Open MRI

MAGNETIC RESONANCE IMAGING (MRI)

Introduction

Magnetic resonance imaging (MRI) is a test that uses a magnetic field and pulses of radio wave energy to make pictures of organs and structures inside the body. In many cases MRI gives different information about structures in the body than can be seen with an X-ray, ultrasound, or computed tomography (CT) scan. MRI also may show problems that cannot be seen with other imaging methods.

For an MRI test, the area of the body being studied is placed inside a special machine that contains a strong magnet. Pictures from an MRI scan are digital images that can be saved and stored on a computer for more study. The images also can be reviewed remotely, such as in a clinic or an operating room. In some cases, contrast material may be used during the MRI scan to show certain structures more clearly. MRI is a non-invasive procedure, and there are no known side or after effects. The procedure is used for all parts of the body. The procedure is painless in fact you won't feel anything. A faint knocking sound will be heard, which is simply the imaging process in operation.
The MRI procedure will last anywhere from 30 to 45 minutes, depending on the study requested by your physician. To conduct the MRI study, a technologist will assist you onto a padded, moveable scanning table. The magnet is open on both sides and the technologist will easily see you at all times.

During the exam it is important that you remain still. During the scan, you will not experience anything unusual. There is a faint knocking sound, which represents the magnetic field. After the exam you may resume all normal activities.

Depending on the study ordered by your physician, some MRI exams require the injection of a contrast agent called Gadolinium. Gadolinium is an organic compound and does not contain iodine. This is only used when the radiologist and/or referring physician have determined that it is necessary for diagnostic purposes. Gadolinium contrast highlights specific organs, blood vessels or tissue to better show the presence of disease or injury. This is injected into a vein in your arm.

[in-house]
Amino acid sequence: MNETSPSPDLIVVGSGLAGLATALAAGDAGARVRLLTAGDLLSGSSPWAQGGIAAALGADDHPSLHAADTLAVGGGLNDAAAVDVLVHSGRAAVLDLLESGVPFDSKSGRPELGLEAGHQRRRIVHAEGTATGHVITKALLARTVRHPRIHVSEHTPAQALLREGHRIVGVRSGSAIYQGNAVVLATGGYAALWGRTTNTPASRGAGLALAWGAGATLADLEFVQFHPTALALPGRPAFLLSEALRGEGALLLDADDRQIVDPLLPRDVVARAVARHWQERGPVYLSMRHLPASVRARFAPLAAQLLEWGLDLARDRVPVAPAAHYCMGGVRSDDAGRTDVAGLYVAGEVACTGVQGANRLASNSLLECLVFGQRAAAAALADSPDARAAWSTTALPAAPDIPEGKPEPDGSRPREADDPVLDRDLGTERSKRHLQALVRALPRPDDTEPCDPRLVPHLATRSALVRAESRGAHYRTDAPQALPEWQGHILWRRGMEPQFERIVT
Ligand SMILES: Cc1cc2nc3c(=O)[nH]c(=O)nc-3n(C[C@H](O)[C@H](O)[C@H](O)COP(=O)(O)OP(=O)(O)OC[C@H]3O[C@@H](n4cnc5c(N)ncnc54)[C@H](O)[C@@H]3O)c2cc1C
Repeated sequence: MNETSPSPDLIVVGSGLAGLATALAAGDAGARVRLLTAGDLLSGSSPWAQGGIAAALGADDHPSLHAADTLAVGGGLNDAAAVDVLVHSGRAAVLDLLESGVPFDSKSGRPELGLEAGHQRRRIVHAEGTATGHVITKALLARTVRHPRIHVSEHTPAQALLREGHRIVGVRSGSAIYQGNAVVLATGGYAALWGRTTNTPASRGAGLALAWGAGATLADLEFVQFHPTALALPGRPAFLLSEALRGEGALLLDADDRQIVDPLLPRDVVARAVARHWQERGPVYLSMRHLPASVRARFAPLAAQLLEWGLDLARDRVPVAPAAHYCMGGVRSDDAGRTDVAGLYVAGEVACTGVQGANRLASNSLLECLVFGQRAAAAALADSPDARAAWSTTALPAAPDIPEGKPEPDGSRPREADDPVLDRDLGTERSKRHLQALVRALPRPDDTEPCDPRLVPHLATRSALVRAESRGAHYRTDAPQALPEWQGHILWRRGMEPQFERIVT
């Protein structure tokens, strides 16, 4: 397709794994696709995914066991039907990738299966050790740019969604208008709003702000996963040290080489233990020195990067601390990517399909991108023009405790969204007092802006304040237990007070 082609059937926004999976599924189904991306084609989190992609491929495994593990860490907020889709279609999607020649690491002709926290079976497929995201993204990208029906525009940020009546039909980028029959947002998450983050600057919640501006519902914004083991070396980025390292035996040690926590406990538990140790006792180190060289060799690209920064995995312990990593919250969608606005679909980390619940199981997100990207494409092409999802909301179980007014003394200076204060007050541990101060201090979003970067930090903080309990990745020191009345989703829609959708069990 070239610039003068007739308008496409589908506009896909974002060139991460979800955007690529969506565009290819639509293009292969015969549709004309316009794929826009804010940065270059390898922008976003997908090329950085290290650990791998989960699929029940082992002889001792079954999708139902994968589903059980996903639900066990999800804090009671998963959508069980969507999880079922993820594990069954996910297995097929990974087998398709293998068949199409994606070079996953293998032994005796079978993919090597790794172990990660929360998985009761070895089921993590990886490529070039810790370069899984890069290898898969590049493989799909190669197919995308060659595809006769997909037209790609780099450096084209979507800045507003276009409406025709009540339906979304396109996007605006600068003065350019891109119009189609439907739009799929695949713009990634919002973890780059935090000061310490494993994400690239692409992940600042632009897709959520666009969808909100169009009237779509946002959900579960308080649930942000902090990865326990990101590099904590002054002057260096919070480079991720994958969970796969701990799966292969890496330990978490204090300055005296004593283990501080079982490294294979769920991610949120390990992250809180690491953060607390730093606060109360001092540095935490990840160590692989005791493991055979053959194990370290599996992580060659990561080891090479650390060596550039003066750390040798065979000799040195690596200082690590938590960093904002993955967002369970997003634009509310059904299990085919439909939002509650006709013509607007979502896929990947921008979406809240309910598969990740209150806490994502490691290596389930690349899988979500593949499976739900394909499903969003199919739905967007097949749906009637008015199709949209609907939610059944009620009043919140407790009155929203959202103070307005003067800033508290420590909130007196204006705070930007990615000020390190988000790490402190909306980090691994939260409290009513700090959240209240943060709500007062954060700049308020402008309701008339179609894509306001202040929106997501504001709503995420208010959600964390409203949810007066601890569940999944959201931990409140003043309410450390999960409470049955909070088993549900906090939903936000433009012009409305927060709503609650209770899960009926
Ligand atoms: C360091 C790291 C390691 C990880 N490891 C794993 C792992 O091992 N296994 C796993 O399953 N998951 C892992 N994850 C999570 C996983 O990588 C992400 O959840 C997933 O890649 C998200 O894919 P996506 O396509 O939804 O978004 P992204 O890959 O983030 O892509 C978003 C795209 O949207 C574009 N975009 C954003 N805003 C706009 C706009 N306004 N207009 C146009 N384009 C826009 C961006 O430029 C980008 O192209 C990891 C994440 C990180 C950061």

Most people will not need sedation. If it is determined to be necessary, we may contact your physician who ordered this exam. You should not operate a motorized vehicle for the remainder of the day if sedation is used.
Special preparation is not required for most MRI exams. If you are having a MRI of the abdomen you will be asked not to eat or drink 4 hours prior to the exam. Continue to take medication prescribed by your doctor unless otherwise directed.

In preparation for your MRI you may be asked to remove make-up and dentures depending on the study. In some cases, you may also be asked to wear a hospital gown to avoid magnetic interference from fabrics, belt buckles and zippers.

Once you are situated on the table, make sure you are comfortable so that it is easy to keep still. Breathe normally. There is nothing about the procedure to make you uncomfortable. Once the exam is over, the technologist will assist you out of the scan room.
MRI imaging involves the use of a strong magnetic field. This magnetic field pulls on many metal objects.

Patients with pacemakers or neuro-stimulators cannot have an MRI. Patients who have had an incident of metal in their eye will need X-rays taken of their eyes prior to the MRI to make sure no metal remains in eye.

Implants: MRI Scans may not be conducted on people with cardiac pacemakers, defibrillators and stimulators, some types of aneurysm clips in the brain, some types of heart valves and some types of metallic implants. Please let your doctor know if you have had surgery involving the implantation of any metal, electronic or mechanical devices.

Pregnancy: While continuing research indicates the safety of MRI during pregnancy, it is important to let your doctor and technologist know if you are pregnant or suspect that you are.